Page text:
Helen Burnett-Nichols, Canadian Lawyer
many retailers already established in Quebec, as well as those looking to set
up shop in the province, a new campaign to ensure that outside store signage
complies with the Charter of the French Language is leading to questions about
what is ultimately best for their brand.
by a fresh upsurge of multinational retailers coming into Quebec and using
trademarks exclusively in other languages, the Office québécois de la langue
française has made the issue a priority, kicking off a campaign last November
aimed at urging companies to comply with language requirements with respect to
But rather than a question of companies failing to
abide by the legal requirements of the Charter or being dismissive of cultural
issues, Kelly Moffatt, head of the marketing and distribution practice
group at Osler Hoskin & Harcourt LLP, says many retailers already thought
they were working within the Charter’s legal framework. “A lot of the
retailers, certainly clients I deal with, are good corporate citizens, and they
say, ‘this is the law, this is what the Charter says, and this is what the
Charter requires and this is what we have been doing and we continue to do,’” she
“There [have] not been any recent changes to the
Charter, so we’re dealing with the same legislation and regulations that we’ve
been dealing with in Quebec for quite some time,” she adds.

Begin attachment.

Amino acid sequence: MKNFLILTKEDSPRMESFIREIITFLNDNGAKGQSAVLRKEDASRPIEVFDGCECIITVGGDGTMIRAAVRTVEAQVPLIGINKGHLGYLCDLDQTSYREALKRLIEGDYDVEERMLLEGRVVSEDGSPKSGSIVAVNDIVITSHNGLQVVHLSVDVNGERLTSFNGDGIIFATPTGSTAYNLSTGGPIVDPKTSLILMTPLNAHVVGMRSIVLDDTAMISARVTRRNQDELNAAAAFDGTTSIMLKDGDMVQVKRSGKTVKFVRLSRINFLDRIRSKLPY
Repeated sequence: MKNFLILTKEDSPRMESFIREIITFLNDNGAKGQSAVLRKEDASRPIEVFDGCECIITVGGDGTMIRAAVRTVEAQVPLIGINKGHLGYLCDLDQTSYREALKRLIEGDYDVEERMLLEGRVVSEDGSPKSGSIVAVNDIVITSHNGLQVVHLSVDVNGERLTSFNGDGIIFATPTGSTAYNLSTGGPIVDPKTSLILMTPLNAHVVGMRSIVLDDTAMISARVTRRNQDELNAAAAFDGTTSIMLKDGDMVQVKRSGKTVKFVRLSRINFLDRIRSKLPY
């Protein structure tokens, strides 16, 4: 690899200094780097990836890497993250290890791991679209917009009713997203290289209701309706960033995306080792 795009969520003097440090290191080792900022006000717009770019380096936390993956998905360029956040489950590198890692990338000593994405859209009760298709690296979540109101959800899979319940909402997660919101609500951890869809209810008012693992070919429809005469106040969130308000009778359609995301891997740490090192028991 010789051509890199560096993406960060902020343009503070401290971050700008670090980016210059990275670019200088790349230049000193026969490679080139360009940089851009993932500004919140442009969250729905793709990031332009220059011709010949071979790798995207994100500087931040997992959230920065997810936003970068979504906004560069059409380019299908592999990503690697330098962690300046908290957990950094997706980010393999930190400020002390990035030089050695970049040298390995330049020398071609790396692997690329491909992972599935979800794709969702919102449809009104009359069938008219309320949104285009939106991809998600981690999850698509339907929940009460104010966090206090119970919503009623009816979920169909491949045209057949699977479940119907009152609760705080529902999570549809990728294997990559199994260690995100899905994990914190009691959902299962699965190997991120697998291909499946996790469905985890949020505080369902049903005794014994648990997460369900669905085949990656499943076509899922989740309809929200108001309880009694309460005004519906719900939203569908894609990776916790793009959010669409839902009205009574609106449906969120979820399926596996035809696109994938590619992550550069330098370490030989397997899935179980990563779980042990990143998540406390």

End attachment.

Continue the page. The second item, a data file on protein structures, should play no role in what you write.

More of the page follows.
With the new campaign, the Office, she says, is taking
a trademark analysis approach, saying that when you put that company sign on
the outside of a store, it is not being used as a trademark, but as a trade
The signage issue is not a new one in the province.
The result of the campaign so far has been a relative
flurry of activity since mid-2011 for companies responding to correspondence
from the Office, engaging in discussions with organizations like the Retail
Council of Canada and waiting to see what the campaign brings, explains
When contacted for its views on the campaign, the
Retail Council of Canada said it “has no comment at this time.”
Essentially, says Moffatt, the decision to add a
descriptor is a branding and marketing issue, rather than a legal issue,
raising the question of the power of a company’s brand and who is the custodian
of many retailers’ most important asset.
“I think it’s an issue of those specific retailers
being in control of their brand and if they make a business decision of ‘I want
to have a French version of my name,’ so like a Shoppers Drug Mart in Quebec is
Pharmaprix,” she adds.
Depending on the retailer and the strength of their
brand and business objectives, adding a descriptor could possibly be a positive
step, but ultimately represents a blurring of the line between what the legal
requirements are and what an individual company’s marketing decisions are, says
Ultimately, says Moffatt, it is perhaps the
legislation that needs to adapt. “If the current legislation, which is meant to
protect these unique cultural issues and language issues, is insufficient, the
appropriate approach is to deal with the legislator and have amendments made to
the legislation or the regs,” she says.
“Things have changed since the ’70s with this
legislation and we need to regroup, revisit, and revise, and I think retailers
would be probably receptive to that,” she adds.